“Fast Trip, Long Drop” is a touching personal diary of Gregg Bordowitz, an angry young man afflicted with AIDS, and how the disease has influenced him as a video artist and political activist. Unusual in its format, docu freely and sometimes absorbingly mixes autobiographical musings on daily existence with AIDS, his Jewish identity and family life and the joys and sorrows of political involvement. The ideal exhibition for this non-traditional docu would be in a program of personal shorts about AIDS, but film also has potential for specialized TV and cable airings.
In 1988, New York videomaker Bordowitz tested HIV-positive, a traumatic event that prompted him to drop alcohol and drugs and come out of the closet. This distressing news, he says, had some positive, if ironic effects: “At 23, I found what I’ve been looking for all my life — a sense of belonging.”
Soon thereafter, a close friend was diagnosed with breastcancer and Bordowitz’s grandparents were killed in a car crash. The cumulative result of these events was to challenge his sense of identity and force him to revisit his Jewish roots.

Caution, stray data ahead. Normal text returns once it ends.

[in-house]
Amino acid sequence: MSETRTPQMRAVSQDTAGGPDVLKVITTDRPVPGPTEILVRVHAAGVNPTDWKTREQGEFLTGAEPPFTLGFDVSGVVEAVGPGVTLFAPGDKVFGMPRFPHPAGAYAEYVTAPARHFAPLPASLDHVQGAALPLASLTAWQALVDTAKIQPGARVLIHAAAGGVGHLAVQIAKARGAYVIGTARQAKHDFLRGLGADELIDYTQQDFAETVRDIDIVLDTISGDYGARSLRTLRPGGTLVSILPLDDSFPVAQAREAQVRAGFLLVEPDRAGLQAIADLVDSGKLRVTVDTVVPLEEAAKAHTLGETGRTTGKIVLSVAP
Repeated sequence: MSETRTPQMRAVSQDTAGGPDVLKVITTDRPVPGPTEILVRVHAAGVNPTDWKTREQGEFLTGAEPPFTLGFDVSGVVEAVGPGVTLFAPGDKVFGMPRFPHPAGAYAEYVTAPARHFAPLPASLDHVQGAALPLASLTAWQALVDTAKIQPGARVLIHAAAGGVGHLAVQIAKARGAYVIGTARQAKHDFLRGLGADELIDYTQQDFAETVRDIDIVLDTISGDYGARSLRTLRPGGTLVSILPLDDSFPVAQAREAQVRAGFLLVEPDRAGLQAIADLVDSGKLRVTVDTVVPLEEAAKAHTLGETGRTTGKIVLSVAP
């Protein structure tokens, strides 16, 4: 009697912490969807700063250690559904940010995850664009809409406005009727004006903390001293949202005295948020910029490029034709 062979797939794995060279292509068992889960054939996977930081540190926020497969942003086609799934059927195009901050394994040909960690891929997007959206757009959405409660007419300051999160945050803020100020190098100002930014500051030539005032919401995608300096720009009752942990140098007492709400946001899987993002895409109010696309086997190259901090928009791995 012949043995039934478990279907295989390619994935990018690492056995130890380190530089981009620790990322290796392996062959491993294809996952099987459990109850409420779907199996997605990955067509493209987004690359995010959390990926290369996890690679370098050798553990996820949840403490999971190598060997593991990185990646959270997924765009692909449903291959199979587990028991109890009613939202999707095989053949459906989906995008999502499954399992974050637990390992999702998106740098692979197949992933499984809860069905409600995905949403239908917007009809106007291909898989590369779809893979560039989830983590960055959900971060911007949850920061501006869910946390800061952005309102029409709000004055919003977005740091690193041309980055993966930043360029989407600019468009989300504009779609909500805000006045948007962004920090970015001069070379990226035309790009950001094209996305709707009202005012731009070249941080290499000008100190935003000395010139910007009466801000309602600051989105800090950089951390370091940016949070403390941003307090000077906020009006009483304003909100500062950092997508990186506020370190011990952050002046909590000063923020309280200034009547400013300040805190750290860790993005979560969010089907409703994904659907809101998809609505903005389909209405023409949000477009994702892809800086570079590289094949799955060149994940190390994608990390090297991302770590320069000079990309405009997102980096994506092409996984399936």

Bordowitz’s life has been marked by countless deaths of relatives and friends that forced him to reassess his illness and his future. Prevalence of death no doubt explains docu’s dominant visual motif: footage of car and airplane crashes , daredevil stunts and other disasters.
Combining personal and collective history, Bordowitz chronicles the gay community’s response to government inaction on AIDS during the Reagan and Bush administrations, voicing his frustrations not only with the government’s policy, the medical establishment and media coverage, but also with institutionalized gay activism.
“I don’t want to be a hero or model,” the filmmaker says about his new philosophy. “Survival is my only concern.” That said, he must also realize that his response to having AIDS is not as peculiarly subjective as it might appear on the surface.